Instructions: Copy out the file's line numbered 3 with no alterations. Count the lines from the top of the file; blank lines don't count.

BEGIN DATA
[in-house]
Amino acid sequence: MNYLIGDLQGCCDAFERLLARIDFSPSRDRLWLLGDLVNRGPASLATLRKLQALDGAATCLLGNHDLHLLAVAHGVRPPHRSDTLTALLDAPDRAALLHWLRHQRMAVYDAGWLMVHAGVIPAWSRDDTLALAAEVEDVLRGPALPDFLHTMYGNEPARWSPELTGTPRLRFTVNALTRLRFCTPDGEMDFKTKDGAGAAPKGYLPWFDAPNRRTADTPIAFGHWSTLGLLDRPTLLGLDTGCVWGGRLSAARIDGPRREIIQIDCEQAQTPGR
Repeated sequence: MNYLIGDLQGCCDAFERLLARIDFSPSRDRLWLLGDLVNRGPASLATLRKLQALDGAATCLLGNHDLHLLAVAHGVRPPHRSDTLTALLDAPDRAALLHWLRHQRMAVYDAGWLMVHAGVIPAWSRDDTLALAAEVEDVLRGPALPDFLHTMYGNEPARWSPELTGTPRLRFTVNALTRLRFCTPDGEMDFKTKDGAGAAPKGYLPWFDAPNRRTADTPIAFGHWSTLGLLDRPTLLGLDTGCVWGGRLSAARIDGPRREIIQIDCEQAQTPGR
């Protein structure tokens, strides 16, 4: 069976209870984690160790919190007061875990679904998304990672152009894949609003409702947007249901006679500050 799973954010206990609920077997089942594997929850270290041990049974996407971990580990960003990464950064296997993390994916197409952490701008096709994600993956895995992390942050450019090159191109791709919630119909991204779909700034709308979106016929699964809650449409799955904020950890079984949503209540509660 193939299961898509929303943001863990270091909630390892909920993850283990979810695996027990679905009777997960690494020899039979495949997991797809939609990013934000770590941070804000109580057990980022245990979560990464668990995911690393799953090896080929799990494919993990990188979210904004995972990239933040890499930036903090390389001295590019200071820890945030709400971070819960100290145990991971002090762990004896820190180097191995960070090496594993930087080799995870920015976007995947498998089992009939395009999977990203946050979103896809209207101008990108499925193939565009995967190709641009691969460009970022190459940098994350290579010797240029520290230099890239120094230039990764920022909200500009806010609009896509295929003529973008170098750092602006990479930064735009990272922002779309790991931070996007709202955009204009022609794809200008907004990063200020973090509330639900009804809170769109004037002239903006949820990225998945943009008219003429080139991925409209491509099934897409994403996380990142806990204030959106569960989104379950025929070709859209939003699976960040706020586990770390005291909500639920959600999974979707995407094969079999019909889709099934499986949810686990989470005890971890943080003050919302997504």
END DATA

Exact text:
Repeated sequence: MNYLIGDLQGCCDAFERLLARIDFSPSRDRLWLLGDLVNRGPASLATLRKLQALDGAATCLLGNHDLHLLAVAHGVRPPHRSDTLTALLDAPDRAALLHWLRHQRMAVYDAGWLMVHAGVIPAWSRDDTLALAAEVEDVLRGPALPDFLHTMYGNEPARWSPELTGTPRLRFTVNALTRLRFCTPDGEMDFKTKDGAGAAPKGYLPWFDAPNRRTADTPIAFGHWSTLGLLDRPTLLGLDTGCVWGGRLSAARIDGPRREIIQIDCEQAQTPGR